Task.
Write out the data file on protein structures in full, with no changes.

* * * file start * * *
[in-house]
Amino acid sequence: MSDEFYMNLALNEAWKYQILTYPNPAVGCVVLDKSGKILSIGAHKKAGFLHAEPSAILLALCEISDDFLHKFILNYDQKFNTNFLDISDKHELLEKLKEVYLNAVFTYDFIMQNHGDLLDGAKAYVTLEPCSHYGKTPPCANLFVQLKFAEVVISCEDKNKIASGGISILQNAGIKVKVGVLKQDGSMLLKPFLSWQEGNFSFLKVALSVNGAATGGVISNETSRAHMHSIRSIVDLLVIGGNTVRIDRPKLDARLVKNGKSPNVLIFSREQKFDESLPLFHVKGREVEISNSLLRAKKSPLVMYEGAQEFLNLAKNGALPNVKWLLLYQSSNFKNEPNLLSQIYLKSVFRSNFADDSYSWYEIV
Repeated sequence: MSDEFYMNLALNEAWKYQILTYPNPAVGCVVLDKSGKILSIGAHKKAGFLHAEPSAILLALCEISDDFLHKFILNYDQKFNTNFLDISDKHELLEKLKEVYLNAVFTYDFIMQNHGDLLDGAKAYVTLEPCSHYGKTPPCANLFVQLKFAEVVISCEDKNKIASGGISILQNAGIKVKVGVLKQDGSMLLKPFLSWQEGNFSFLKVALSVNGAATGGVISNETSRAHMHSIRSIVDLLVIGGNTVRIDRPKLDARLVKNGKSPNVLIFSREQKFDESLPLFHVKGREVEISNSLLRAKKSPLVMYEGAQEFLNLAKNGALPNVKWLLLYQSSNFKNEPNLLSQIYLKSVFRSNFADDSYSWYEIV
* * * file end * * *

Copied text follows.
[in-house]
Amino acid sequence: MSDEFYMNLALNEAWKYQILTYPNPAVGCVVLDKSGKILSIGAHKKAGFLHAEPSAILLALCEISDDFLHKFILNYDQKFNTNFLDISDKHELLEKLKEVYLNAVFTYDFIMQNHGDLLDGAKAYVTLEPCSHYGKTPPCANLFVQLKFAEVVISCEDKNKIASGGISILQNAGIKVKVGVLKQDGSMLLKPFLSWQEGNFSFLKVALSVNGAATGGVISNETSRAHMHSIRSIVDLLVIGGNTVRIDRPKLDARLVKNGKSPNVLIFSREQKFDESLPLFHVKGREVEISNSLLRAKKSPLVMYEGAQEFLNLAKNGALPNVKWLLLYQSSNFKNEPNLLSQIYLKSVFRSNFADDSYSWYEIV
Repeated sequence: MSDEFYMNLALNEAWKYQILTYPNPAVGCVVLDKSGKILSIGAHKKAGFLHAEPSAILLALCEISDDFLHKFILNYDQKFNTNFLDISDKHELLEKLKEVYLNAVFTYDFIMQNHGDLLDGAKAYVTLEPCSHYGKTPPCANLFVQLKFAEVVISCEDKNKIASGGISILQNAGIKVKVGVLKQDGSMLLKPFLSWQEGNFSFLKVALSVNGAATGGVISNETSRAHMHSIRSIVDLLVIGGNTVRIDRPKLDARLVKNGKSPNVLIFSREQKFDESLPLFHVKGREVEISNSLLRAKKSPLVMYEGAQEFLNLAKNGALPNVKWLLLYQSSNFKNEPNLLSQIYLKSVFRSNFADDSYSWYEIV